Markdown is the lightweight markup language that powers the content of a Grav page. It’s simple to understand, human readable, and is used in an ever growing number of applications.
In this video, we’ll look at some of the most common markdown examples and how you can use them to create brilliant, well-formatted pages for your website.
Let’s start by talking about headers. Headers create large subtitles on your page, enabling you to highlight important points and define the different sections of your content.
Headers come in different sizes. Most themes support six levels of headings, which is also the HTML standard. Each header level represents a different size of text, making differentiating between main points and sub-points easier.
Many Grav themes use the first level, referred to as H1 in HTML, as the title of the page. So, let’s go over an example using a second-level header as the top level for our page’s content.
A level-two header can be created by simply adding two number signs (also referred to as pound and hash signs) and a single space before your heading text.
You can point out finer details and sub-topics by creating third and fourth-level headers using three and four number signs. With the right theme, you can continue this practice all the way down to a sixth-level header.
Bold and Italic
Markdown also makes it easy to create bold and italic text. Like many things in Markdown, there are multiple ways to do it.
The most common way is by using asterisks on either side of the text you want to bold or italicize. One asterisk for italic text, and two for bold.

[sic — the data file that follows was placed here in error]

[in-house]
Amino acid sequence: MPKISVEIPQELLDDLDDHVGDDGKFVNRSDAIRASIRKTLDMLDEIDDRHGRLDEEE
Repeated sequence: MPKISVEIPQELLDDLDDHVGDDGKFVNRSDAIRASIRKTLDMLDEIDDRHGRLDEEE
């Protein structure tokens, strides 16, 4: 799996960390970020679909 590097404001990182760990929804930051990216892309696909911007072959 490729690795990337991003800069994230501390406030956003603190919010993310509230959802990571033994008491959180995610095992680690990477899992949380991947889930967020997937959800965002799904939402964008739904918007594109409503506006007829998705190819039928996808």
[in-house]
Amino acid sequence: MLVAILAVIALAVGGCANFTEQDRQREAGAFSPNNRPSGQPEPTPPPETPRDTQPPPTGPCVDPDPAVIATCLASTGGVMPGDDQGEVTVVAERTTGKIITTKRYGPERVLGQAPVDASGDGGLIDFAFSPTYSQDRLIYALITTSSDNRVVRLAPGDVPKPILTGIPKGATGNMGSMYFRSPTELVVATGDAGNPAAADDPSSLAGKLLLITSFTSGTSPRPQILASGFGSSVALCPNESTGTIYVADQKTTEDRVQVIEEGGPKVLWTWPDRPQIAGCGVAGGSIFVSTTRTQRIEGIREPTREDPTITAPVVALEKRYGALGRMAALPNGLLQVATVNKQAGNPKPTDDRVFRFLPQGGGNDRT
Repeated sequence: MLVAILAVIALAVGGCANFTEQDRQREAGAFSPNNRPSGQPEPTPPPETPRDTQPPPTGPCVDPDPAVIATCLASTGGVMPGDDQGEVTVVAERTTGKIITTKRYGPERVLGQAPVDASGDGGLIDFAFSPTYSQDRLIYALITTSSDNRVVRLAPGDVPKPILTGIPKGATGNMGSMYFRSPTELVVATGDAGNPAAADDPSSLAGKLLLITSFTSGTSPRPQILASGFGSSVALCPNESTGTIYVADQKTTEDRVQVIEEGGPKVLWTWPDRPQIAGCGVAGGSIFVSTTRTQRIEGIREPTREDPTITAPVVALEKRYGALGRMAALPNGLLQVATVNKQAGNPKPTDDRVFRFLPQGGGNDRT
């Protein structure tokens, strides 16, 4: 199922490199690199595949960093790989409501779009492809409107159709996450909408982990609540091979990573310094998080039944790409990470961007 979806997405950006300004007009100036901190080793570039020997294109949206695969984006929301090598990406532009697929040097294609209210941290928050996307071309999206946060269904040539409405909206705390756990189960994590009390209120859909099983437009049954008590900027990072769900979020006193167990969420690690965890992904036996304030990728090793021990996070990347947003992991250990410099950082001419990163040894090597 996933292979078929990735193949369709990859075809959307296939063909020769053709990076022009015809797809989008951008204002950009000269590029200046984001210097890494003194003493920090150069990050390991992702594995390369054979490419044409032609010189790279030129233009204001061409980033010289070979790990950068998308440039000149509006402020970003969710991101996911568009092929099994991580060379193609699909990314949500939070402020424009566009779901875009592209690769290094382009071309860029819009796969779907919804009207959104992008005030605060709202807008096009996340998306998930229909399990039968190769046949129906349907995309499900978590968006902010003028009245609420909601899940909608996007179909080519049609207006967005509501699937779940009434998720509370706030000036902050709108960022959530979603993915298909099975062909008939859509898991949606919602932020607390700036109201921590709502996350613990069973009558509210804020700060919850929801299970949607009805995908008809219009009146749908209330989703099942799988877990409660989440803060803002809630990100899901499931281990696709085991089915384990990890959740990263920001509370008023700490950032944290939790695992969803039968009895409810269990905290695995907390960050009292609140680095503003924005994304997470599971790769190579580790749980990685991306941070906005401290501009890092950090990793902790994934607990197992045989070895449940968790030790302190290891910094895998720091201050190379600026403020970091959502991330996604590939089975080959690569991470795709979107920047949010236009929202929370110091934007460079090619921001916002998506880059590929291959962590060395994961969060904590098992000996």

Ordered (also called numbered) lists and unordered lists are a great way to break the content down into steps or create a list of items that is easy to read.
In markdown, this is a simple process. Let’s start with an unordered list.
Use an asterisk or dash and space before your first item on the list. Then, continue this on new lines for each additional item. You can create sub-items by adding two or four spaces before the asterisk or dash on a new line.
Ordered lists are done in much the same way, except instead of an asterisk, you’ll use a number and a period.
Ordered and unordered lists can even be combined.
Adding links to your content is really simple in markdown. Let’s say you wanted to add a link to Grav’s official website to this text here. All you have to do is surround the text you want to create a hyperlink within brackets. Then, in parathesis, add the URL you want the link to go to.
That’s it! You’ve turned text into a hyperlink!
Let’s say you want to add an image to your page. That’s really easy to do in Markdown.
I have an image here called example.jpg. To add it to my page, I just need to do the following:
Create a new line.
Add an exclamation mark. This lets Grav know I want to render the image I’m about to link to. Then, add brackets and place some descriptive text between them. This becomes the image’s alternative text which appears should the image not render properly on the page. Finally, a parenthesis containing the link to the image. This can be a relative link or an external URL.
Once you’ve done this, close the parenthesis and check out your work!
These are just a handful of cool things you can do with Markdown in Grav. There are many great tutorials online to help you get even more out of Markdown.
Don’t have time to learn a lot of Markdown right away? Don’t worry, Grav has these basic Markdown commands built into the toolbar in the Admin Panel. Just give them a click and Grav will provide the syntax.
It’s just another way that Grav makes creating content for your website easier.
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